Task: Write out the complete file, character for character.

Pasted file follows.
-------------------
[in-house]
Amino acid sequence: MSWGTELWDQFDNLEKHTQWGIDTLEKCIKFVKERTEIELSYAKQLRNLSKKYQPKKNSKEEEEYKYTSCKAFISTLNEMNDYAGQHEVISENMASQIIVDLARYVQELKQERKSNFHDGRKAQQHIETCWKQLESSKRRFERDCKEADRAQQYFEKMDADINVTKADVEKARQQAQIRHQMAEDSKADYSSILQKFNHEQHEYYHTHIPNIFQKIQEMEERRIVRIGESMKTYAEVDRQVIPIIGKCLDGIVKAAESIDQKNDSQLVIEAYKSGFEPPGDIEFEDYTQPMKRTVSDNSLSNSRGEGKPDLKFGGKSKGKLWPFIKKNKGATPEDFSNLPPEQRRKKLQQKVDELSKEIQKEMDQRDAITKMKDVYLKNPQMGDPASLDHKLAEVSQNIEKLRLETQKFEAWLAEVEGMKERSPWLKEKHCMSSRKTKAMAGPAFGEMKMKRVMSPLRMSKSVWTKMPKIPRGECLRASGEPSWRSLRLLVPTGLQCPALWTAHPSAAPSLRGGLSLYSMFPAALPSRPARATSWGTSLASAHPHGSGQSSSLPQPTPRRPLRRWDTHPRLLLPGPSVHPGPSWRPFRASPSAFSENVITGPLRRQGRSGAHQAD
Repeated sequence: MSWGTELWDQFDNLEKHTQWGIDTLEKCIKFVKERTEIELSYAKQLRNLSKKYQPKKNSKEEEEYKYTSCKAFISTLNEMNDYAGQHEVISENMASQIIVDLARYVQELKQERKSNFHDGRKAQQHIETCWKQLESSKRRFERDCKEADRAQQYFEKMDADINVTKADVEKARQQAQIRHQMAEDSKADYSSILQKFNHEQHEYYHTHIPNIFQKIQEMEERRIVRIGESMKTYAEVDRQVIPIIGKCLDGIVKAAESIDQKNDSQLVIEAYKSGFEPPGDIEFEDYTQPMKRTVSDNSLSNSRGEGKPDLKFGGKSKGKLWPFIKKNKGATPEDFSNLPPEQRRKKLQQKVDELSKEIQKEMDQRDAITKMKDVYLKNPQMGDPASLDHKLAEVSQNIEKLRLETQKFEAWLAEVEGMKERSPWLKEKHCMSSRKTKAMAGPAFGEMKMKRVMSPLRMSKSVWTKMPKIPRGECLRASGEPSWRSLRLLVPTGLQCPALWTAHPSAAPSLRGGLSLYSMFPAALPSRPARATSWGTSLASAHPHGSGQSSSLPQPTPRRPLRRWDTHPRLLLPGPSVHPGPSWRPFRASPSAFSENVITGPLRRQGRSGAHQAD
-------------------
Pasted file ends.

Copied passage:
[in-house]
Amino acid sequence: MSWGTELWDQFDNLEKHTQWGIDTLEKCIKFVKERTEIELSYAKQLRNLSKKYQPKKNSKEEEEYKYTSCKAFISTLNEMNDYAGQHEVISENMASQIIVDLARYVQELKQERKSNFHDGRKAQQHIETCWKQLESSKRRFERDCKEADRAQQYFEKMDADINVTKADVEKARQQAQIRHQMAEDSKADYSSILQKFNHEQHEYYHTHIPNIFQKIQEMEERRIVRIGESMKTYAEVDRQVIPIIGKCLDGIVKAAESIDQKNDSQLVIEAYKSGFEPPGDIEFEDYTQPMKRTVSDNSLSNSRGEGKPDLKFGGKSKGKLWPFIKKNKGATPEDFSNLPPEQRRKKLQQKVDELSKEIQKEMDQRDAITKMKDVYLKNPQMGDPASLDHKLAEVSQNIEKLRLETQKFEAWLAEVEGMKERSPWLKEKHCMSSRKTKAMAGPAFGEMKMKRVMSPLRMSKSVWTKMPKIPRGECLRASGEPSWRSLRLLVPTGLQCPALWTAHPSAAPSLRGGLSLYSMFPAALPSRPARATSWGTSLASAHPHGSGQSSSLPQPTPRRPLRRWDTHPRLLLPGPSVHPGPSWRPFRASPSAFSENVITGPLRRQGRSGAHQAD
Repeated sequence: MSWGTELWDQFDNLEKHTQWGIDTLEKCIKFVKERTEIELSYAKQLRNLSKKYQPKKNSKEEEEYKYTSCKAFISTLNEMNDYAGQHEVISENMASQIIVDLARYVQELKQERKSNFHDGRKAQQHIETCWKQLESSKRRFERDCKEADRAQQYFEKMDADINVTKADVEKARQQAQIRHQMAEDSKADYSSILQKFNHEQHEYYHTHIPNIFQKIQEMEERRIVRIGESMKTYAEVDRQVIPIIGKCLDGIVKAAESIDQKNDSQLVIEAYKSGFEPPGDIEFEDYTQPMKRTVSDNSLSNSRGEGKPDLKFGGKSKGKLWPFIKKNKGATPEDFSNLPPEQRRKKLQQKVDELSKEIQKEMDQRDAITKMKDVYLKNPQMGDPASLDHKLAEVSQNIEKLRLETQKFEAWLAEVEGMKERSPWLKEKHCMSSRKTKAMAGPAFGEMKMKRVMSPLRMSKSVWTKMPKIPRGECLRASGEPSWRSLRLLVPTGLQCPALWTAHPSAAPSLRGGLSLYSMFPAALPSRPARATSWGTSLASAHPHGSGQSSSLPQPTPRRPLRRWDTHPRLLLPGPSVHPGPSWRPFRASPSAFSENVITGPLRRQGRSGAHQAD